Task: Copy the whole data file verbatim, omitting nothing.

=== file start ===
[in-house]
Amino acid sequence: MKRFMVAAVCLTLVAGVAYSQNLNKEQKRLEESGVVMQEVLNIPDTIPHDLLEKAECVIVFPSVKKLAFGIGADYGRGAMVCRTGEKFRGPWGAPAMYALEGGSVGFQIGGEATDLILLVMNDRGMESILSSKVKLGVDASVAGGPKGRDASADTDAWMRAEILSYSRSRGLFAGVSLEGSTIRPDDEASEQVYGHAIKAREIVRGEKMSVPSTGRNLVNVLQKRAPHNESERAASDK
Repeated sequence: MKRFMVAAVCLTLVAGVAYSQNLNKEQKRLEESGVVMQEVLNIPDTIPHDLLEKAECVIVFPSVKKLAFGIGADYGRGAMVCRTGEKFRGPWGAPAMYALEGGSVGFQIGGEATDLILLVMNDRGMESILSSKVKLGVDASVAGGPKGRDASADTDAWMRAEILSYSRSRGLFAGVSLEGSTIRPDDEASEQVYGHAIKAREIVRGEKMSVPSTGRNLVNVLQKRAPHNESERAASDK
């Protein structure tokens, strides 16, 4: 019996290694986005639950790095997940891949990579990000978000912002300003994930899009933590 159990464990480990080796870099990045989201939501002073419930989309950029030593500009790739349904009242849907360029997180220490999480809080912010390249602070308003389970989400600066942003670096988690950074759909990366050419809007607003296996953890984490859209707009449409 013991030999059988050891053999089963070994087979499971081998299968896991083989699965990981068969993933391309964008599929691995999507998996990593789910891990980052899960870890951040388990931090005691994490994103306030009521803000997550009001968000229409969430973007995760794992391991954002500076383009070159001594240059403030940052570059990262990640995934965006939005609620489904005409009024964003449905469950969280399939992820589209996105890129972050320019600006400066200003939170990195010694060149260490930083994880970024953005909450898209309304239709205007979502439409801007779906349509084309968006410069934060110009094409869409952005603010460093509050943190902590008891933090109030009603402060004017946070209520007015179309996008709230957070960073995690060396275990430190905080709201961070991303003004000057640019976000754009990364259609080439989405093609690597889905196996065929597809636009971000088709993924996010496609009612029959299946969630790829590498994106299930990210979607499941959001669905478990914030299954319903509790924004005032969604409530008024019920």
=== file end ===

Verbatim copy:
[in-house]
Amino acid sequence: MKRFMVAAVCLTLVAGVAYSQNLNKEQKRLEESGVVMQEVLNIPDTIPHDLLEKAECVIVFPSVKKLAFGIGADYGRGAMVCRTGEKFRGPWGAPAMYALEGGSVGFQIGGEATDLILLVMNDRGMESILSSKVKLGVDASVAGGPKGRDASADTDAWMRAEILSYSRSRGLFAGVSLEGSTIRPDDEASEQVYGHAIKAREIVRGEKMSVPSTGRNLVNVLQKRAPHNESERAASDK
Repeated sequence: MKRFMVAAVCLTLVAGVAYSQNLNKEQKRLEESGVVMQEVLNIPDTIPHDLLEKAECVIVFPSVKKLAFGIGADYGRGAMVCRTGEKFRGPWGAPAMYALEGGSVGFQIGGEATDLILLVMNDRGMESILSSKVKLGVDASVAGGPKGRDASADTDAWMRAEILSYSRSRGLFAGVSLEGSTIRPDDEASEQVYGHAIKAREIVRGEKMSVPSTGRNLVNVLQKRAPHNESERAASDK
């Protein structure tokens, strides 16, 4: 019996290694986005639950790095997940891949990579990000978000912002300003994930899009933590 159990464990480990080796870099990045989201939501002073419930989309950029030593500009790739349904009242849907360029997180220490999480809080912010390249602070308003389970989400600066942003670096988690950074759909990366050419809007607003296996953890984490859209707009449409 013991030999059988050891053999089963070994087979499971081998299968896991083989699965990981068969993933391309964008599929691995999507998996990593789910891990980052899960870890951040388990931090005691994490994103306030009521803000997550009001968000229409969430973007995760794992391991954002500076383009070159001594240059403030940052570059990262990640995934965006939005609620489904005409009024964003449905469950969280399939992820589209996105890129972050320019600006400066200003939170990195010694060149260490930083994880970024953005909450898209309304239709205007979502439409801007779906349509084309968006410069934060110009094409869409952005603010460093509050943190902590008891933090109030009603402060004017946070209520007015179309996008709230957070960073995690060396275990430190905080709201961070991303003004000057640019976000754009990364259609080439989405093609690597889905196996065929597809636009971000088709993924996010496609009612029959299946969630790829590498994106299930990210979607499941959001669905478990914030299954319903509790924004005032969604409530008024019920």